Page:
Much has changed in the Middle East since the eruption of the Syrian Conflict. A late bloomer to the Arab Spring, Syria has gone beyond the narrative of dictator vs. the people and become a major proxy war with the potential to consume the entire region. In the past two years, age old strategic alliances have collapsed while strange and questionable partnerships have been formed. One of the more interesting breakdowns involves the relationship between the Islamic Republic of Iran and Turkey, most recently evident by Turkey exploring the option of reducing oil imports from Iran.
Tags: Civil War, Erdogan, Periphery doctrine, Regional hegemony, Regionalism, Syria
As many speculate over the future of Syria, filmmaker Suhaib Abu Doulah explores its turbulent past. From the days of the United Arab Republic to the military coup that elevated Hafez Al-Assad to the Presidency, this documentary provides a deeper look at the political culture and past experiences that have shaped a divided nation.
Tags: Democrats, Obama, Politics, Republicans, Romney, US 2012 Election
by Dinesh Swaminathan
Four years have passed and a lot has changed for Barack Obama. This time around the gloss and glamour of his 2008 campaign seem absent as he tries to convince the American public to let him finish the job he started.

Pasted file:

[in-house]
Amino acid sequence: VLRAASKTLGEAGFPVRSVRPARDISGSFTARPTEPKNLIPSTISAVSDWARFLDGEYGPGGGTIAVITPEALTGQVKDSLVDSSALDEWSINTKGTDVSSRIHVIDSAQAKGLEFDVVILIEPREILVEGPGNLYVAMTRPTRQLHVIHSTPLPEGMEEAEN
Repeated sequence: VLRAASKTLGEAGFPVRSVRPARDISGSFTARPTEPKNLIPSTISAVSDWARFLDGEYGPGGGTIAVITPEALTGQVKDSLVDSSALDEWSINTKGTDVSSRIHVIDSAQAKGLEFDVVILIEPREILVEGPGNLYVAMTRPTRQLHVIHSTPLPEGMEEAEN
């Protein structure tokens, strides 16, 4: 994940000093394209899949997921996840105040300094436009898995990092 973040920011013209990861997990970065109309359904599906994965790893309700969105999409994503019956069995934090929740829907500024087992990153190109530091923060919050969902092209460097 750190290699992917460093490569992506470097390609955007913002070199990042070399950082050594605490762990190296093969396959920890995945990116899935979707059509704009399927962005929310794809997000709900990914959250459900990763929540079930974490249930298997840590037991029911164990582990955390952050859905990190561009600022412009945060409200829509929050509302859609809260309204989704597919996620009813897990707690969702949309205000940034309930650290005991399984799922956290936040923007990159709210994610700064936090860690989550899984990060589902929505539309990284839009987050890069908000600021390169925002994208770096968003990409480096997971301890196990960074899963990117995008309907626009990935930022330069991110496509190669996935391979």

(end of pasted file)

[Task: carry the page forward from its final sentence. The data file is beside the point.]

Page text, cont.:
Obama’s first term was spent repairing and steadying a country battered by the biggest financial crisis since the Great Depression. The lofty goals of “change” referenced across his speeches had to be shelved for prudence. And while many adjectives can be found to describe Obama’s term report card, few would argue that the situation has not improved. In fact, many supporters cite the hand Obama was dealt as a key ingredient in killing the enthusiasm that swept the nation four years ago, a hand that was dealt by the policies of a Republican administration; one not dissimilar to the man standing opposite Obama.
by Bilal Hamade
On the 19th of October 2012, a car bomb explosion in East Beirut killed Police Information Branch Chief Brig. Gen. Wissam al-Hassan with 2 other people. The assassination came as a surprise to many. The person in charge of the most powerful security apparatus in Lebanon is dead, who else is safe?
In the deeply divided country, accusations following every assassination are always ready. March 14 Alliance accuses Syria; while March 8 alliance accuses Israel, and the latter accuses Hezbollah. In this particular assassination however, pointing fingers is not as easy due to Al-Hassan’s enigmatic personality. The only absentee on the day of Rafiq Hariri’s assassination and the mastermind behind many successful security operations, al-Hassan has earned the title of Lebanon’s most skilled security official.